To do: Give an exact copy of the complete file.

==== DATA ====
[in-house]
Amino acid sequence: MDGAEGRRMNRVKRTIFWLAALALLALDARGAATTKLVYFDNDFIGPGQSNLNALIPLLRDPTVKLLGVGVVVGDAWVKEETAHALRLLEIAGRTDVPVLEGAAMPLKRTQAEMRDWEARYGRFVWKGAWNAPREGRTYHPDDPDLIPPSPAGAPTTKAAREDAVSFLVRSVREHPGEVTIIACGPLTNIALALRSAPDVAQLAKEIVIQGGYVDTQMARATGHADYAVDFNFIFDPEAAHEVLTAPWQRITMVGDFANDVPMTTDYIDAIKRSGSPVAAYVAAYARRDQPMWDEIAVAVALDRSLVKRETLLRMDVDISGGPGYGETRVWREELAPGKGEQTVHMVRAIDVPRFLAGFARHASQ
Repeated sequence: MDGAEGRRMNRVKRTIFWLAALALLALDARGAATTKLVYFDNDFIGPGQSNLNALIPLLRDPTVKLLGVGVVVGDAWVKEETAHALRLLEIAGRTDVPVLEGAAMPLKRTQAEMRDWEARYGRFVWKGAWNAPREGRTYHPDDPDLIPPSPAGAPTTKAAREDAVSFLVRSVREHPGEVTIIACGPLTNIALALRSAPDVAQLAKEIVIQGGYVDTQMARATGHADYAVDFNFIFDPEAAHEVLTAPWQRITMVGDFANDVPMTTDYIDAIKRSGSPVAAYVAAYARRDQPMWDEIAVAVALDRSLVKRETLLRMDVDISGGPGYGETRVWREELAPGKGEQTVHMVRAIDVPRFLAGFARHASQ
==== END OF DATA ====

[in-house]
Amino acid sequence: MDGAEGRRMNRVKRTIFWLAALALLALDARGAATTKLVYFDNDFIGPGQSNLNALIPLLRDPTVKLLGVGVVVGDAWVKEETAHALRLLEIAGRTDVPVLEGAAMPLKRTQAEMRDWEARYGRFVWKGAWNAPREGRTYHPDDPDLIPPSPAGAPTTKAAREDAVSFLVRSVREHPGEVTIIACGPLTNIALALRSAPDVAQLAKEIVIQGGYVDTQMARATGHADYAVDFNFIFDPEAAHEVLTAPWQRITMVGDFANDVPMTTDYIDAIKRSGSPVAAYVAAYARRDQPMWDEIAVAVALDRSLVKRETLLRMDVDISGGPGYGETRVWREELAPGKGEQTVHMVRAIDVPRFLAGFARHASQ
Repeated sequence: MDGAEGRRMNRVKRTIFWLAALALLALDARGAATTKLVYFDNDFIGPGQSNLNALIPLLRDPTVKLLGVGVVVGDAWVKEETAHALRLLEIAGRTDVPVLEGAAMPLKRTQAEMRDWEARYGRFVWKGAWNAPREGRTYHPDDPDLIPPSPAGAPTTKAAREDAVSFLVRSVREHPGEVTIIACGPLTNIALALRSAPDVAQLAKEIVIQGGYVDTQMARATGHADYAVDFNFIFDPEAAHEVLTAPWQRITMVGDFANDVPMTTDYIDAIKRSGSPVAAYVAAYARRDQPMWDEIAVAVALDRSLVKRETLLRMDVDISGGPGYGETRVWREELAPGKGEQTVHMVRAIDVPRFLAGFARHASQ